At some point in their career, a stand-up comedian will eventually release a comedy album. And eventually, that stand-up comedian will transition from doing a comedy album to performing his own songs.
I call this evolution. Sort of.
Here on K-Chuck Radio, we have some examples of popular comedians transitioning to the pop and rock fields. Some of these were quite successful; others were just head-scratchingly confusing.
Let’s start with
Little Ole Man (Uptight – Everything’s Alright)
This is the ultra-rare separated stereo version of this song. And it’s quite good … as long as you can get past the part where the lead singer is Bill Cosby. And I’m saying this knowing that this was recorded before we knew him as the host of Fat Albert and the Cosby Kids … or The Cosby Show … or commercials for Coca-Cola and Jell-O … or all the skeevy things he’s done with women in the past few years.
Party All The Time
There was a time in the mid-1980’s when Rick James had the Midas touch. He even found away to give Eddie Murphy a legit near-#1 pop hit. And to be honest, this is a pretty good song … it’d be better if someone could scrape Eddie Murphy’s thin vocals off it and just gave us the rhythm track.
This had to be the equivalent of a “perfect song” – comedian Sam Kinison screaming through a heavy metal cover of the Troggs’ “Wild Thing” – with cameos from popular heavy metal and hard rock singers … all staring and leering and ogling Jessica Hahn. Yes, the “I slept with Jim Bakker and brought down the PTL” Jessica Hahn. Best line in this song – “When I kiss you I taste what other guys had for lunch.” Meow.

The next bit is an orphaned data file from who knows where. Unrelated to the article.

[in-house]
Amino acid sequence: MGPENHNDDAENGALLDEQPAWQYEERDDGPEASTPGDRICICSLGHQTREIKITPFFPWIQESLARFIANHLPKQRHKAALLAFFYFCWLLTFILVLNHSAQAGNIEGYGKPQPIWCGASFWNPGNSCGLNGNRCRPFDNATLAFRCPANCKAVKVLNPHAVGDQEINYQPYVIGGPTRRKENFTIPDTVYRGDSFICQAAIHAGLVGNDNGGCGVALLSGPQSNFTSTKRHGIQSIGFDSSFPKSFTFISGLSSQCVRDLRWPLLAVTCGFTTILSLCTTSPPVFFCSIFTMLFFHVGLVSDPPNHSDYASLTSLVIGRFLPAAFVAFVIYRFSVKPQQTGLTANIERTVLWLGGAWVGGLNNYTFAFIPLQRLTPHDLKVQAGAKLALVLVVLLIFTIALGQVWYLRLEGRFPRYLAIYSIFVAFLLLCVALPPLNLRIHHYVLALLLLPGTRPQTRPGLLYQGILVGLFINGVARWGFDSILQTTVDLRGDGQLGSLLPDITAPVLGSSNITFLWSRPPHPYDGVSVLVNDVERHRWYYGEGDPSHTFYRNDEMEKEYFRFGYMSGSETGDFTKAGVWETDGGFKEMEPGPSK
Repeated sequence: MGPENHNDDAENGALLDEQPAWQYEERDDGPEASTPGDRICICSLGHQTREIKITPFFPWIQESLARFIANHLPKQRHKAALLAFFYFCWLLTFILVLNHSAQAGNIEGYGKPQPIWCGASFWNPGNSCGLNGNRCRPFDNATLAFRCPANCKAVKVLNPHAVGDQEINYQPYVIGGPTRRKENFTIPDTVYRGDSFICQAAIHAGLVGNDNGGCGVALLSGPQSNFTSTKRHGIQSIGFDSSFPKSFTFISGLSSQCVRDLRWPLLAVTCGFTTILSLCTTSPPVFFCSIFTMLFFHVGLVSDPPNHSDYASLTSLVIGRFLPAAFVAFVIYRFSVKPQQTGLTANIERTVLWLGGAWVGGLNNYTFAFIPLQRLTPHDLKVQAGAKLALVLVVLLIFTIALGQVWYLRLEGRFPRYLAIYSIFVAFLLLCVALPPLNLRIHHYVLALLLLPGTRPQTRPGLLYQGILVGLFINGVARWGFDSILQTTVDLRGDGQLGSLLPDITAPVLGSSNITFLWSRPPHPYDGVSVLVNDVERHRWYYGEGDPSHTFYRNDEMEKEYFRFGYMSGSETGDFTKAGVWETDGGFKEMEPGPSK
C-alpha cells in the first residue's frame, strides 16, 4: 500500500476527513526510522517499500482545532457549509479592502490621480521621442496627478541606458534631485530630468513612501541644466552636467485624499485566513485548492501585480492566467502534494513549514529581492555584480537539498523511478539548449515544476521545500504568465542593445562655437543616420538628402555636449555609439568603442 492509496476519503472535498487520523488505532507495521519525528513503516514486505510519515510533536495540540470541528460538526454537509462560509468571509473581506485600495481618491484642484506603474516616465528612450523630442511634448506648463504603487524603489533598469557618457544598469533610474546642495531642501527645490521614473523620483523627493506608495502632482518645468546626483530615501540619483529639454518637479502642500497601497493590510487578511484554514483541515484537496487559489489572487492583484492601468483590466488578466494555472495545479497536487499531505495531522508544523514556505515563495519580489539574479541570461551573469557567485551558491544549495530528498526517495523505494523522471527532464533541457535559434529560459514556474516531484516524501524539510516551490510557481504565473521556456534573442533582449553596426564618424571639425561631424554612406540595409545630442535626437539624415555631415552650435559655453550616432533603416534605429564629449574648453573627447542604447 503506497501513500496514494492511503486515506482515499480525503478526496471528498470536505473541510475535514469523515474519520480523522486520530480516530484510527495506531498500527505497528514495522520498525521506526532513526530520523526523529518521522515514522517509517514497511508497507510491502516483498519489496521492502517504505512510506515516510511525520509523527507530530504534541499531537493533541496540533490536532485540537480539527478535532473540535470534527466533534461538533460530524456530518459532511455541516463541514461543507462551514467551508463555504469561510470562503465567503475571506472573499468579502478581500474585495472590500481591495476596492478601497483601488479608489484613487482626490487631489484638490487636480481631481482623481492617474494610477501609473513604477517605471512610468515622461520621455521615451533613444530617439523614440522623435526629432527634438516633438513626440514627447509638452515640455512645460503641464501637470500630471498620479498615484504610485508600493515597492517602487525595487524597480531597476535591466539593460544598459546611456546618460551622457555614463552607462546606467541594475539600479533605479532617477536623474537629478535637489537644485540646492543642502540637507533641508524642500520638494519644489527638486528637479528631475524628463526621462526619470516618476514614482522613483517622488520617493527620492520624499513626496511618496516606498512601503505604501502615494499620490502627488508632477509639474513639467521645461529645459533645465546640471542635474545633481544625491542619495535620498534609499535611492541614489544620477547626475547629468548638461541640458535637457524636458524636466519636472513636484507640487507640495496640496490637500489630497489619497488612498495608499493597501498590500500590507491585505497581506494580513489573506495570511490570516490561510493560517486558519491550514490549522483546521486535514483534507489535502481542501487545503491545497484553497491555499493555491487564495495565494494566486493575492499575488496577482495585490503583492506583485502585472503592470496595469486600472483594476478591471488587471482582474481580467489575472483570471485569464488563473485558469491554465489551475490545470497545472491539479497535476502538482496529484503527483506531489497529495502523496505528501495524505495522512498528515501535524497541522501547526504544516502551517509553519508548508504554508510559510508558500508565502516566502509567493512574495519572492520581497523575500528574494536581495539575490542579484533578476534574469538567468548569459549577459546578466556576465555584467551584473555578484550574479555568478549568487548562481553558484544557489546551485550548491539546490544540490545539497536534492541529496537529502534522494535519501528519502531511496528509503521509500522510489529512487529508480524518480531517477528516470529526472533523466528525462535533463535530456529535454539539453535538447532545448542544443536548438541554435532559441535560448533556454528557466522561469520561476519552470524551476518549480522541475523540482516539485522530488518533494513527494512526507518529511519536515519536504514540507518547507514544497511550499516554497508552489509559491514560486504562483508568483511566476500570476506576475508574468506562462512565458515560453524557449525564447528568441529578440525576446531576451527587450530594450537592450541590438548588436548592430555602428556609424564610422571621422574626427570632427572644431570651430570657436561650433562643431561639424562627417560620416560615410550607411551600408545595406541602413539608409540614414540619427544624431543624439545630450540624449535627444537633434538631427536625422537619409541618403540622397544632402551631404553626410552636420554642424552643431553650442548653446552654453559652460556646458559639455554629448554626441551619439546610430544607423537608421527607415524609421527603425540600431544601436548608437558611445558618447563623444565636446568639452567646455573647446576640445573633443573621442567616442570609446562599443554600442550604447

CHEECH AND CHONG
You might not recognize this track among Cheech and Chong’s comedy classics like “Earache My Eye”‘ and “Born in East L.A.” and “Basketball Jones,” but this nice little slice of George Thoroughgood-inspired rock has a nice edge to it. I think it actually got up to maybe #41 on the pop charts, too.
Comedian Tim Wilson crafted an album of 1970’s disco tracks, complete with this dance track that could have come from an old Private Stock compilation LP. Look, it was either playing this track or “The Ward Burton Train,” except I’m not sure my blog readers would even know who Ward Burton was.
THE BLUES BROTHERS
Who’s Making Love
Gotta hand it to Dan Aykroyd and John Belushi – when they put on those porkpie hats and Ray-Ban sunglasses, they paid true homage to the classic Stax/Volt classics of the 1960’s and 1970’s. Johnnie Taylor would be proud. So would Sam & Dave, but you’ve heard the Blues Brothers perform “Soul Man” a hundred thousand times already.
RICK DEES AND HIS CAST OF IDIOTS
I want to end today’s K-Chuck Radio with this track. Yeah, back in 1976 this was a piece of disco fluff, but if you listen to this remixed version, you can definitely hear the musicianship of the Ardent Records house band, who completely sold this song as a great piece of disco music.
A great way today to get your groove on – and a smile on your face – courtesy of your friends here at K-Chuck Radio!